For Radical Lutheran theologian Nicholas Hopman, a definition of God’s law devoid of an accusation of sin is inconceivable (see “Luther’s Antinomian Disputations and lex aeterna,” 164). Furthermore, “[T]here is no distinction between the law’s requirement/demand (exactio) and the law’s accusation/condemnation (accusatio)” (159). But now, he says, thanks be to God, for the law’s stinger has been removed!

Here, a serious yet charitable Lutheran construction would say that there is nothing wrong with those last two sentences above, even if more certainly must be said! (even heretics, after all, tend to, for the most part, utter entirely true statements). Still, is it reasonable to wonder whether there might be more to the story as well?

Yes, it most certainly is.

In fact, questions abound regarding the Radical Lutheran account. One notices, for example, that when Hopman talks about the law’s “stinger” being removed, he means that the entire content of the law – the qualities and behavior it speaks to – is removed as well: “[t]he law’s instructional, guiding command or demand [no longer] remains for believers” (italics mine)[ii]

Let’s be clear. For the RL, the name of the game is not the law’s intrinsic and spiritual goodness, but its “relatively good” order-keeping coerciveness: “Forde writes in The Law-Gospel Debate that the law must be broadly understood as ‘a general term for the manner in which the will of God impinges on Man.'” — Jack Kilcrease.


One can see why Hopman wrongly insists that a definition of law devoid of an accusation of sin is inconceivable. For him, the truly significant thing about the law is what he says is its nature: its accusation of sin in the human heart. Therefore, any good behavior that comes about even in part because of the law’s involvement can only be due to a fear of some kind of punishment, temporal or eternal. Therefore, for him, any instruction and guidance are synonymous with coercion, and any “third use of the law” is, to say the least, suspect (nevermind, evidently, that the Christian as new man once again begins to enjoy and delight in the law, even as he will also continue, insofar as he is the old Adam, to be accused by it!).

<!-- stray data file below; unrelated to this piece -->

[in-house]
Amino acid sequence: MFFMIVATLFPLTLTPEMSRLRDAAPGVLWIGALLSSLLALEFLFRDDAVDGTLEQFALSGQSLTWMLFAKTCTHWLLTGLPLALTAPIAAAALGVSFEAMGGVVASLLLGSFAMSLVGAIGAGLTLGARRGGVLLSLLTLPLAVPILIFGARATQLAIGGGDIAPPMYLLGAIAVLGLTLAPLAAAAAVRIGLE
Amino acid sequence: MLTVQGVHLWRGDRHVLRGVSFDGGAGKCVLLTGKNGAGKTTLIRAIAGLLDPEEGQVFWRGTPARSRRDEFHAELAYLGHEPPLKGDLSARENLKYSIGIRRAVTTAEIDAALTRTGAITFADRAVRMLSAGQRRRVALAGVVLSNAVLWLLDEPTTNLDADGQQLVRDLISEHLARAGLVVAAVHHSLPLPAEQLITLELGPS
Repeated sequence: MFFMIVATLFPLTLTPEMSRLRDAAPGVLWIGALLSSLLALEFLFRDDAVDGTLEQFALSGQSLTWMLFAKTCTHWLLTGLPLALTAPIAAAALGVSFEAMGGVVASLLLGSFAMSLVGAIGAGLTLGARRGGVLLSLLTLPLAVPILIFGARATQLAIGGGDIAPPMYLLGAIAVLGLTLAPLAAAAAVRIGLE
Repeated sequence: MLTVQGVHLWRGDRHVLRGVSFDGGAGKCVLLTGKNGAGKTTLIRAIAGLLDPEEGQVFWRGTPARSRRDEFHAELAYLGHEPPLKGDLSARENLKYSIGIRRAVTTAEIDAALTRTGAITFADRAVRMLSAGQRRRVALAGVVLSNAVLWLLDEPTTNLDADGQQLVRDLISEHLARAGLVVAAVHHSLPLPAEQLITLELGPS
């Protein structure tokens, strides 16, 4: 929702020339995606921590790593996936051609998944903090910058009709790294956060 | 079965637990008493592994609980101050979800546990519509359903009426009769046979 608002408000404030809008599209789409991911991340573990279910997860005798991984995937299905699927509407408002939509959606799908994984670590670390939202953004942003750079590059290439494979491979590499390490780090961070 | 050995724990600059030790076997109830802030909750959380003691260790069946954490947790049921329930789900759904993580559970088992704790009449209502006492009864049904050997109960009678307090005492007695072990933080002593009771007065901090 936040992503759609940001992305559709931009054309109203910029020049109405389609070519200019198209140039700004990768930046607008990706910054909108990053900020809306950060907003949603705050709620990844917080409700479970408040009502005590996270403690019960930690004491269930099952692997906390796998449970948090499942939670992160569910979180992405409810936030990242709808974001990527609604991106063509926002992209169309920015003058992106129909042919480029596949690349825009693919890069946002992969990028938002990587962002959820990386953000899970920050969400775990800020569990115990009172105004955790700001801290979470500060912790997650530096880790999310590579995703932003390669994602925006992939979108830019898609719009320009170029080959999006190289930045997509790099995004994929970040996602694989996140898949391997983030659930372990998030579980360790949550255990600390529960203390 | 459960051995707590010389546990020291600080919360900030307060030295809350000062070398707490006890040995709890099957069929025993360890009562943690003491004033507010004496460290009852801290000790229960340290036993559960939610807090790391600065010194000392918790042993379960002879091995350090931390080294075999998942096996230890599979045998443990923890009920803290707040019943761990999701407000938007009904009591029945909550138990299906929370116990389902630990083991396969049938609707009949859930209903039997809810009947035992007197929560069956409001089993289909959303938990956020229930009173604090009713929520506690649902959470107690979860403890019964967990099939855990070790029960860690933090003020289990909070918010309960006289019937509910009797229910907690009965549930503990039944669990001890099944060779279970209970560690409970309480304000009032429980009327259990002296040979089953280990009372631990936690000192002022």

These, however, are not the only ideas that Hopman has that prompt questions. He also goes so far to say, with sketchy textual evidence from the Antinomian Disputations[iii], that “law is present only where Christ is absent” (164). Even more puzzling, he claims, citing 2 Cor. 3:6 and Gal. 3:5, that the Holy Spirit is “the opposite of the law”! (166)[iv] In other words, in spite of Luther’s words from the Antinomian Disputations above which give the opposite impression, Hopman’s paper “Luther’s Antinomian Disputations and lex aeterna” seems to say that the law of God contained in the Scriptures and the Holy Spirit who convicts of sin are two things which, in our theology, need not be kept together.

Or must not be.

What happens to John 16 here, formally a staple passage in Lutheran theology?:

“When he comes, he will prove the world to be in the wrong about sin and righteousness and judgment: about sin, because people do not believe in me; 10 about righteousness, because I am going to the Father, where you can see me no longer; 11 and about judgment, because the prince of this world now stands condemned.”


Sermons from Luther on John 16 that are must reading for today. Does He mean to pick a fight or something?


For Luther, the law of God contained in the Scriptures and the Holy Spirit who convicts of sin go hand in hand. The great reformer not only notes how “the Spirit first convicts the world of sin in order to teach faith in Christ, that is, the remission of sins (John 16:8)” (SDEA 37), going on to speak about how Adam, David, and Paul are killed by the law. He also says that, in accordance with God’s will, the law does not do its work without God’s Holy Spirit, who gives “all truth, wherever it might be,” for “to forbid the law is to forbid the truth of God” (SDEA 139, italics mine ; see also 55).[v]

What is the ultimate reason for the kinds of problems that we see here on display in the writings of Radical Lutherans? Could it have to do with the fact that their view of the Christian life, like that of Gerhard Forde before them, is completely imputation-driven? Ironically even as–at least in Gerhard Forde’s reckoning–there is not vicarious atonement, and hence blessings from the vicarious atonement, to impute to the believer?!